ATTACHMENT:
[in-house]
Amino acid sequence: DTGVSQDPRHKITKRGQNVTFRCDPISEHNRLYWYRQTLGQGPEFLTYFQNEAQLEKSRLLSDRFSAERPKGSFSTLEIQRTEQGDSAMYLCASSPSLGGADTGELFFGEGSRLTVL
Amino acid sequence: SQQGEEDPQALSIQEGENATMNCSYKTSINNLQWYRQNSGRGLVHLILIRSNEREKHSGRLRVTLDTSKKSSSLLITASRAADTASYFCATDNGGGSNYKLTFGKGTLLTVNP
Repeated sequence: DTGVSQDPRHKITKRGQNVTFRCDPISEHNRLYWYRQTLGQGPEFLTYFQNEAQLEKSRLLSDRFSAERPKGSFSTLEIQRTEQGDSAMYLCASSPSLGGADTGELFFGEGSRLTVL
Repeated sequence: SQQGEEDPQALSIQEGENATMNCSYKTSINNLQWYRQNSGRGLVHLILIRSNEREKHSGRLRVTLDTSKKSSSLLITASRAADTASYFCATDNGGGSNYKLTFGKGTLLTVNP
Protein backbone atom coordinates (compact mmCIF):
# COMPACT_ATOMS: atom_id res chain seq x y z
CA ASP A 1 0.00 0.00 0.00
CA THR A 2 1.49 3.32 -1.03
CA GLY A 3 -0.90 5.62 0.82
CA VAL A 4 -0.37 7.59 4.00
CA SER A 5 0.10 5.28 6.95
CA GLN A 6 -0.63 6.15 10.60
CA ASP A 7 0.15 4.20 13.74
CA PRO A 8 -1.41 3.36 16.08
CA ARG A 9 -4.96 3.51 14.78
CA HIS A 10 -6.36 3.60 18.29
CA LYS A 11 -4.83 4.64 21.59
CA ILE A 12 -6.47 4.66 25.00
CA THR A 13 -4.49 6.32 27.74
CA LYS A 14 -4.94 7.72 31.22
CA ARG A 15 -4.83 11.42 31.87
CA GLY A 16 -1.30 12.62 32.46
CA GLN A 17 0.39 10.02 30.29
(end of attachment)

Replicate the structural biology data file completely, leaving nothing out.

[in-house]
Amino acid sequence: DTGVSQDPRHKITKRGQNVTFRCDPISEHNRLYWYRQTLGQGPEFLTYFQNEAQLEKSRLLSDRFSAERPKGSFSTLEIQRTEQGDSAMYLCASSPSLGGADTGELFFGEGSRLTVL
Amino acid sequence: SQQGEEDPQALSIQEGENATMNCSYKTSINNLQWYRQNSGRGLVHLILIRSNEREKHSGRLRVTLDTSKKSSSLLITASRAADTASYFCATDNGGGSNYKLTFGKGTLLTVNP
Repeated sequence: DTGVSQDPRHKITKRGQNVTFRCDPISEHNRLYWYRQTLGQGPEFLTYFQNEAQLEKSRLLSDRFSAERPKGSFSTLEIQRTEQGDSAMYLCASSPSLGGADTGELFFGEGSRLTVL
Repeated sequence: SQQGEEDPQALSIQEGENATMNCSYKTSINNLQWYRQNSGRGLVHLILIRSNEREKHSGRLRVTLDTSKKSSSLLITASRAADTASYFCATDNGGGSNYKLTFGKGTLLTVNP
Protein backbone atom coordinates (compact mmCIF):
# COMPACT_ATOMS: atom_id res chain seq x y z
CA ASP A 1 0.00 0.00 0.00
CA THR A 2 1.49 3.32 -1.03
CA GLY A 3 -0.90 5.62 0.82
CA VAL A 4 -0.37 7.59 4.00
CA SER A 5 0.10 5.28 6.95
CA GLN A 6 -0.63 6.15 10.60
CA ASP A 7 0.15 4.20 13.74
CA PRO A 8 -1.41 3.36 16.08
CA ARG A 9 -4.96 3.51 14.78
CA HIS A 10 -6.36 3.60 18.29
CA LYS A 11 -4.83 4.64 21.59
CA ILE A 12 -6.47 4.66 25.00
CA THR A 13 -4.49 6.32 27.74
CA LYS A 14 -4.94 7.72 31.22
CA ARG A 15 -4.83 11.42 31.87
CA GLY A 16 -1.30 12.62 32.46
CA GLN A 17 0.39 10.02 30.29